Film Review & Trailer: The Courier

Review By Frances Winston

Directed by: Dominic Cooke – Starring: Benedict Cumberbatch, Merab Ninidze, Rachel Brosnahan, Jessie Buckley, Angus Wright

In cinemas now!

This is based on the true story of British businessman, Greville Wynne (Cumberbatch) who was recruited to deliver messages to secret agent, Oleg Penkovsky (Ninidze) in Moscow in the 1960s.

Just in case you don’t remember your history from school, that was during the height of the Cold War, when the whole world was terrified of the possibility of a nuclear bomb being dropped. As the Cuban missile crisis escalated, with the Soviets transporting their bombs to the South American country, it seemed a very real possibility that the world faced another devastating war.

It was in this atmosphere that Greville, an ordinary run-of-the-mill, middle-aged, out of shape salesman, found himself approached by a friend, who was in actuality a spy for MI6, and asked to help smuggle crucial intelligence out of the Soviet Union, under the guise of business trips.

Initially, all went smoothly, and he grew quite close to his contact, Penkovsky. However, it wasn’t long before the KGB realised who was betraying them. Both Penkovsky and Wynne found themselves arrested, with the latter spending two years in a tough Russian prison, before being released in a prisoner exchange in 1964. As this is a true story this isn’t a spoiler!

I wasn’t familiar with this tale before seeing this film, so hearing a character describe the lean, lithe, Cumberbatch as out of shape made me laugh somewhat, and indeed the real-life pre-prison Greville was somewhat portlier than Cumberbatch is here.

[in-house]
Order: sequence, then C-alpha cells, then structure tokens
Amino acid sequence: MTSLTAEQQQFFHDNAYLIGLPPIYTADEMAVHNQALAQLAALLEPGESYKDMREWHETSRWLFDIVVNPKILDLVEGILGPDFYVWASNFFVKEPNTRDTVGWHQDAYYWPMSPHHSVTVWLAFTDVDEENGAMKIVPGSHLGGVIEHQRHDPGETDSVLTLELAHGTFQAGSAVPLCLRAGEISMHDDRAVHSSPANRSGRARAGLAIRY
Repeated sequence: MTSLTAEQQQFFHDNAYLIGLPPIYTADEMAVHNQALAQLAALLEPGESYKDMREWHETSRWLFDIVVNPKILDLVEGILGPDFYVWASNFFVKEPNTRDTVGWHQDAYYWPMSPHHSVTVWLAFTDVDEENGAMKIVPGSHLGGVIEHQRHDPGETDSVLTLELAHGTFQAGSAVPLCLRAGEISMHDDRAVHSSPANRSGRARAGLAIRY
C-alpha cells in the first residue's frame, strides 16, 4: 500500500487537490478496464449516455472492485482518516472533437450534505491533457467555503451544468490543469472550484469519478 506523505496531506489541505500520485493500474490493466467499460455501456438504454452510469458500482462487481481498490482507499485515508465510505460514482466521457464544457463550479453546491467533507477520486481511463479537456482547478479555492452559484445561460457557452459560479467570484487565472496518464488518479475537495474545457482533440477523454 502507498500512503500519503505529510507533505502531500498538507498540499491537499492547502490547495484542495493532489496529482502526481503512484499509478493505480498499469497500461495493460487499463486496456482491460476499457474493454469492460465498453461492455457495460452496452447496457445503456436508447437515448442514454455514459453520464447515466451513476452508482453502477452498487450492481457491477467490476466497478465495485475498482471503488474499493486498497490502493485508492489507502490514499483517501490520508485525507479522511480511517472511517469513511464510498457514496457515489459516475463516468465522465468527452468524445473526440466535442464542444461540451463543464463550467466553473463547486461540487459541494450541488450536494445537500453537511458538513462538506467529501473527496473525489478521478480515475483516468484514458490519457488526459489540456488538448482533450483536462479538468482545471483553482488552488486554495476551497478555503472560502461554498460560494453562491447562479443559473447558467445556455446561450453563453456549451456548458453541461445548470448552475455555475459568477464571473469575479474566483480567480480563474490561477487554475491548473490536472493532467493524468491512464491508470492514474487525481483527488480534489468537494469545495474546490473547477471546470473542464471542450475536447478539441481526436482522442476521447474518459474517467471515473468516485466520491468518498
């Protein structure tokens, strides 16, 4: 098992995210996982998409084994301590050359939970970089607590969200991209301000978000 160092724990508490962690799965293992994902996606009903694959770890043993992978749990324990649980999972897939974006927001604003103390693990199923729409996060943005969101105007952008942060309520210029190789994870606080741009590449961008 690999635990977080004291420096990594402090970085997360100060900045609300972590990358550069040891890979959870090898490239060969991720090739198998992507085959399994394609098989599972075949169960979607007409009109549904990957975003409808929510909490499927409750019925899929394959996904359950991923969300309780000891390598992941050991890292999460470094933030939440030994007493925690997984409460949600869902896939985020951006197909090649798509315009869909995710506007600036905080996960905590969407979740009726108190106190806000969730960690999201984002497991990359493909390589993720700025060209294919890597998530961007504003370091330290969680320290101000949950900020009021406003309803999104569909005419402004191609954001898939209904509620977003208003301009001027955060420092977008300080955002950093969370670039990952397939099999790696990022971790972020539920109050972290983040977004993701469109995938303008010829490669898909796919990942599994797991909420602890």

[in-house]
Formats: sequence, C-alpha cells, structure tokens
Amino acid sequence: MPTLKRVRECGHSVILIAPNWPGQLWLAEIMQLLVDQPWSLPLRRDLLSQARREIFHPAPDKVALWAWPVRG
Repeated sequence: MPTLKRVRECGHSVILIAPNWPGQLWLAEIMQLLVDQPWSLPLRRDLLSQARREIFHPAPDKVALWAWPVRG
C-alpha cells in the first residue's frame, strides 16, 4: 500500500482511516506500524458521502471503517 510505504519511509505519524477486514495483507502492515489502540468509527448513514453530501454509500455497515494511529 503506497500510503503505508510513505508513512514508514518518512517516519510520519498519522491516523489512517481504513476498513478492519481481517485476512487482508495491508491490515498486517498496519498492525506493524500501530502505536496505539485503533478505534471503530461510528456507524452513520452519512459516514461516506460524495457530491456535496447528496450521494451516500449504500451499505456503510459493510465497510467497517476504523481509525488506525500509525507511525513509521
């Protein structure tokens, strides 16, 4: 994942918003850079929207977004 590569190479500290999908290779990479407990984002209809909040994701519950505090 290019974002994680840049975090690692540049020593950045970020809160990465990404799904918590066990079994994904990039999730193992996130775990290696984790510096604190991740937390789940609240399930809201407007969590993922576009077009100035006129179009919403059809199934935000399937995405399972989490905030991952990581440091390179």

Scriptwriters possibly could have removed those references though, after the casting of Cumberbatch. The obviously egregious remarks about his appearance aside, Cumberbatch is excellent as Greville, particularly in the last third of the movie, where his exploits catch up with him. He completely carries this film. The supporting cast do a good job, although many of them are written as stereotypes. Most of the Russians wouldn’t be out of place in any of the early James Bond movies.

This takes a long time to build to its climax, and at nearly two hours, it could have been at least 20 minutes shorter. It is super stylish, and very reminiscent of the spy thrillers that were so prevalent in the 70s and 80s. It oozes atmosphere, and is visually impressive. Cook has a great eye for light and shadow, and uses both to full effect.

The Courier lags somewhat in the middle, but outside of that will have you gripped – particularly if you don’t know the story. It lacks the action of many fictional spy stories, but this is true to Wynne’s story.

Actually, one of the most extraordinary things about this story is how ordinary the whole thing was. Solidly engaging, this is a fascinating watch.

See Trailer Below:

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